Cheat: Iguchi leading off: I think that was Keith's point. He has a skill set better equipped for the lead off spot than any other player on the Sox 40-man roster. He works deep counts, is fast enough, and gets on base at a reasonable clip. I also don't understand the rush to get a sub-20 HR guy into an "rbi slot" in the lineup.

Jeeves: I think we'll make a run at Gary Matthews Jr, but ultimately he'll be priced out of the range we're willing to pay.

Personally, I think this is a good thing. I'm really unsure as to whether or not he'll put up such good numbers again next year. His numbers, across the board, are significantly better, and I don't know if it's a one year aberration or a sign of things to come. Plus, he's somehow parlayed his leaping, wall scaling catch into a reputation as a great fielder. He's decent, but not earth-shatteringly good. Zone rating actually has ranked him pretty low; he's ranked as one of the lowest of regular center fielders. And as Keith said, we need to keep a good D behind our pitchers to give them the best possible shot at rebounding.

James: I, too, think Matthews will price himself out of the White Sox price range which means Soriano will be somewhere near Mars when it comes to the Sox and money. And that's too bad; Soriano has an offensive skill set every team would die for. I'm not really that sold on Matthews, anyways. He's in his 30's already, and he's just had his career year. Regression will happen, and while left field would seem a better fit for his defensive skill set, I'm not sure he'd be willing to move.

Lets remember that Kenny Williams likes to pick up under the radar FA's with less value and more upside, so I can see him pursing a David Dellucci (I cqan't believe he's 32 alrady). I have a feeling that Dave Roberts may be a Pods-clone in the making with the weak arm and an uncertain CFer (will BA be okay?) Would you want Roberts patrolling CF?

I don't think there'll be much FA hunting from KW, instead I expect him to more actively pursue trades to fix his position holes.

Tom: I think Juan Pierre and Dave Roberts are two very distinct possibilities.

Jim: This looks to be a trade year for KW, though you could say that about every year.  Given the shape and state of the market, I don't think the "big" names like Carlos Lee are going to get what they're looking for, but I think the mid-level guys are going to get a nice boost.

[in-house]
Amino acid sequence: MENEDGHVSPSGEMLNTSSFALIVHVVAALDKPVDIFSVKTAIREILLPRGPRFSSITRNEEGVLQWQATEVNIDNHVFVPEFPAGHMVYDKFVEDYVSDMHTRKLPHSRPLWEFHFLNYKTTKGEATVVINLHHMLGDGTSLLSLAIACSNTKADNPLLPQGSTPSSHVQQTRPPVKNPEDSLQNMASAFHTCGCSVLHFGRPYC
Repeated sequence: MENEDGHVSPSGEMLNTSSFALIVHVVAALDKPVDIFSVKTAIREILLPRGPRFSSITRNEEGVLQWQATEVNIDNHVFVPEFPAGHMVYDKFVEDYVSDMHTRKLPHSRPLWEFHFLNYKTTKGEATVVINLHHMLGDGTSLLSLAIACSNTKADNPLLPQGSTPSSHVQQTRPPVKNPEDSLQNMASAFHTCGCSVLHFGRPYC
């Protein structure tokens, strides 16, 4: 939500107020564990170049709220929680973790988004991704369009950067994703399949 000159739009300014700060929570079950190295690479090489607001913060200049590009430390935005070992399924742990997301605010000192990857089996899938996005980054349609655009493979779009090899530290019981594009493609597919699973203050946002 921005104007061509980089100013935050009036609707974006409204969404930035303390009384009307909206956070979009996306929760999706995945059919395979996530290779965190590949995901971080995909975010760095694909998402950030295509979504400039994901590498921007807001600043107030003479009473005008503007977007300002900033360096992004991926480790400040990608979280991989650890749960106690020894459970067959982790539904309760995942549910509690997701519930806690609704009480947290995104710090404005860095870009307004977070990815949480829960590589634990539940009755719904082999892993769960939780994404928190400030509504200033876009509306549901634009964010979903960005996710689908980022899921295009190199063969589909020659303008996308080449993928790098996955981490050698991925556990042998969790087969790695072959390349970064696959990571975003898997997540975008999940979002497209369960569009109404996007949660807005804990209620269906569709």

If David Dellucci were right-handed, he'd be ideal.  Same with Frank Catalanotto.  I think Dave Roberts is pushing harder for the Sox than the other way around -- it's a team that'd make him look good, even if he declines.

If only the Sox could commit to the idea of Ross Gload as a left fielder and give him playing time there in winter and spring, Craig Wilson would be a hell of an idea.  He plays a decent first, a bad outfield (like Carl Everett, from what I've seen), and can crush lefties.  

It'd be a great move in MVP 2005, anyway.

I probably should have asked this prior to the Free Agent question... KW and the local Sox beat reporters have been very quiet on the Sox budget for '07. I know one national online columnists keeps writing that the Sox are looking to drop payroll, which I think we all can agree is bunk. But the question is Where does the 2007 budget wind up? Is Kenny being quiet because they're ready to really step to the next level of spending thanks to a boatload of sellouts, creative marketing deals, and a new section of high price seating, or is Jerry looking to line the pockets of the investors with their newfound revenue streams? I guess what I'm really asking is Kenny going to surprise us with a big free agent signing or blockbuster trade?

Jeeves: I don't see the Sox making a big splash in the free agency markert. Zito, Soriano, CLee, and Matsuzaka are all going to cost far too much money. Outside of them, there aren't really any desireable, young free agents for us to pick up, and Kenny isn't the type to spend money just for the sake of spending money.

It's conceivable that KW would pick someone up via trade but I can't think of anyone with such a large salary that it would be an issue. We've all heard the A-Rod rumors, but I think it's doubtful that we'll get him.